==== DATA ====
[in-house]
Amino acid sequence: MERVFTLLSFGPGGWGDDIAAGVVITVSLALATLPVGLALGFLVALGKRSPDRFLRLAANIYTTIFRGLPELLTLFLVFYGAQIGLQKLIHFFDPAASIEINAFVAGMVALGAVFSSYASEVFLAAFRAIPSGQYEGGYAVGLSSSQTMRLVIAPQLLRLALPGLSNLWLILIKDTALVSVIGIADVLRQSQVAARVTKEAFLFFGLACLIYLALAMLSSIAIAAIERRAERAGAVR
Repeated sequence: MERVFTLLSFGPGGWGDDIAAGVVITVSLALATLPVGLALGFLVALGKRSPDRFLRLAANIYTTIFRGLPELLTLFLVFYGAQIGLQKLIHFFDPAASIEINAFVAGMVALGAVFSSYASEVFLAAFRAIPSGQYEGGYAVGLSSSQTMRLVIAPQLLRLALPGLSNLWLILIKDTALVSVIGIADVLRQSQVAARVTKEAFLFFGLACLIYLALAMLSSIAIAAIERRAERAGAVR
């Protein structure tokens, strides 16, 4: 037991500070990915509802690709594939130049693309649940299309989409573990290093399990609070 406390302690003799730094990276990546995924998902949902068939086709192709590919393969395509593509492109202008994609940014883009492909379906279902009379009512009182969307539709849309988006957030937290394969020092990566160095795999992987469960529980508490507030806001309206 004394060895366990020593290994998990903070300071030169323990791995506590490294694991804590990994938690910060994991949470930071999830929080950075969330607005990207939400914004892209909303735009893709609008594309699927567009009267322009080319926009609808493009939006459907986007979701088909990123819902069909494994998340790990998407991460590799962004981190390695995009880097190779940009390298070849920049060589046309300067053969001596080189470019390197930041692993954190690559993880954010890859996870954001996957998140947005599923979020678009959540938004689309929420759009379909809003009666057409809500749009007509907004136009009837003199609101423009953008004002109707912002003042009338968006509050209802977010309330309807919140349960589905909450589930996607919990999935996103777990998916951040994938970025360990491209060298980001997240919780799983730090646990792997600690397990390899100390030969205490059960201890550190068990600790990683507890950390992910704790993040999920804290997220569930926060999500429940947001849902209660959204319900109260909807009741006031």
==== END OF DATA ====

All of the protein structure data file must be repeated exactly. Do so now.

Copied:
[in-house]
Amino acid sequence: MERVFTLLSFGPGGWGDDIAAGVVITVSLALATLPVGLALGFLVALGKRSPDRFLRLAANIYTTIFRGLPELLTLFLVFYGAQIGLQKLIHFFDPAASIEINAFVAGMVALGAVFSSYASEVFLAAFRAIPSGQYEGGYAVGLSSSQTMRLVIAPQLLRLALPGLSNLWLILIKDTALVSVIGIADVLRQSQVAARVTKEAFLFFGLACLIYLALAMLSSIAIAAIERRAERAGAVR
Repeated sequence: MERVFTLLSFGPGGWGDDIAAGVVITVSLALATLPVGLALGFLVALGKRSPDRFLRLAANIYTTIFRGLPELLTLFLVFYGAQIGLQKLIHFFDPAASIEINAFVAGMVALGAVFSSYASEVFLAAFRAIPSGQYEGGYAVGLSSSQTMRLVIAPQLLRLALPGLSNLWLILIKDTALVSVIGIADVLRQSQVAARVTKEAFLFFGLACLIYLALAMLSSIAIAAIERRAERAGAVR
């Protein structure tokens, strides 16, 4: 037991500070990915509802690709594939130049693309649940299309989409573990290093399990609070 406390302690003799730094990276990546995924998902949902068939086709192709590919393969395509593509492109202008994609940014883009492909379906279902009379009512009182969307539709849309988006957030937290394969020092990566160095795999992987469960529980508490507030806001309206 004394060895366990020593290994998990903070300071030169323990791995506590490294694991804590990994938690910060994991949470930071999830929080950075969330607005990207939400914004892209909303735009893709609008594309699927567009009267322009080319926009609808493009939006459907986007979701088909990123819902069909494994998340790990998407991460590799962004981190390695995009880097190779940009390298070849920049060589046309300067053969001596080189470019390197930041692993954190690559993880954010890859996870954001996957998140947005599923979020678009959540938004689309929420759009379909809003009666057409809500749009007509907004136009009837003199609101423009953008004002109707912002003042009338968006509050209802977010309330309807919140349960589905909450589930996607919990999935996103777990998916951040994938970025360990491209060298980001997240919780799983730090646990792997600690397990390899100390030969205490059960201890550190068990600790990683507890950390992910704790993040999920804290997220569930926060999500429940947001849902209660959204319900109260909807009741006031």